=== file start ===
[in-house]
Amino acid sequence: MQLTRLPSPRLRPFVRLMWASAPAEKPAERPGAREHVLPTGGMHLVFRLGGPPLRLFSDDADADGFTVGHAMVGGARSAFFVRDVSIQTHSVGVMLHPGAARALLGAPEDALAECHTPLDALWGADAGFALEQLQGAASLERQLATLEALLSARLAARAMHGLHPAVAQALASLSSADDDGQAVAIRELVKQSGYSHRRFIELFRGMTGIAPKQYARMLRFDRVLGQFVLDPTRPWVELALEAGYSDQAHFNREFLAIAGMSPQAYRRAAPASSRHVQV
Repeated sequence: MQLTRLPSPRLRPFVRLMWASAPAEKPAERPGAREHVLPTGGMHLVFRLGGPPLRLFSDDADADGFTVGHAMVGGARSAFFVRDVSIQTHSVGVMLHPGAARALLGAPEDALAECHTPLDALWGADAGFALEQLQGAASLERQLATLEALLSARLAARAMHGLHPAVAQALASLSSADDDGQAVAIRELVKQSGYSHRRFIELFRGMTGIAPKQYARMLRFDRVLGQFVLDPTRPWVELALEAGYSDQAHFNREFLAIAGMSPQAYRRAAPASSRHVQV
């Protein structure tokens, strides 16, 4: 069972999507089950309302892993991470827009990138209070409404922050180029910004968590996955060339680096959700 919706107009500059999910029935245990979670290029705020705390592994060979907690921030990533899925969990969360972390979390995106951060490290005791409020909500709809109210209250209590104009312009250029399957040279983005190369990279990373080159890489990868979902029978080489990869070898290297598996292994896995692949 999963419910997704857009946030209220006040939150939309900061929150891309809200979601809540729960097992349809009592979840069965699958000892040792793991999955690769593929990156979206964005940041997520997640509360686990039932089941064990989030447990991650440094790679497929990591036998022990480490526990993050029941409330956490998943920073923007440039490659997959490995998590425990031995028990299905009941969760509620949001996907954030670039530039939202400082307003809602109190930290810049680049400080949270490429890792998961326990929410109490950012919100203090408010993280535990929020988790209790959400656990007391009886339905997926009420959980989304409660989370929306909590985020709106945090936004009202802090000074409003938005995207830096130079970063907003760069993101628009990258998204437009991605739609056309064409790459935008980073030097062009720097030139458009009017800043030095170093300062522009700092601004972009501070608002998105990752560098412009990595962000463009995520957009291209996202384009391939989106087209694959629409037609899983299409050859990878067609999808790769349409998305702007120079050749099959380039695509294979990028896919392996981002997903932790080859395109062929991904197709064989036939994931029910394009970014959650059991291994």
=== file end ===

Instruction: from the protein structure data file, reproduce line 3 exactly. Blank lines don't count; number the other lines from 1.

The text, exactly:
Repeated sequence: MQLTRLPSPRLRPFVRLMWASAPAEKPAERPGAREHVLPTGGMHLVFRLGGPPLRLFSDDADADGFTVGHAMVGGARSAFFVRDVSIQTHSVGVMLHPGAARALLGAPEDALAECHTPLDALWGADAGFALEQLQGAASLERQLATLEALLSARLAARAMHGLHPAVAQALASLSSADDDGQAVAIRELVKQSGYSHRRFIELFRGMTGIAPKQYARMLRFDRVLGQFVLDPTRPWVELALEAGYSDQAHFNREFLAIAGMSPQAYRRAAPASSRHVQV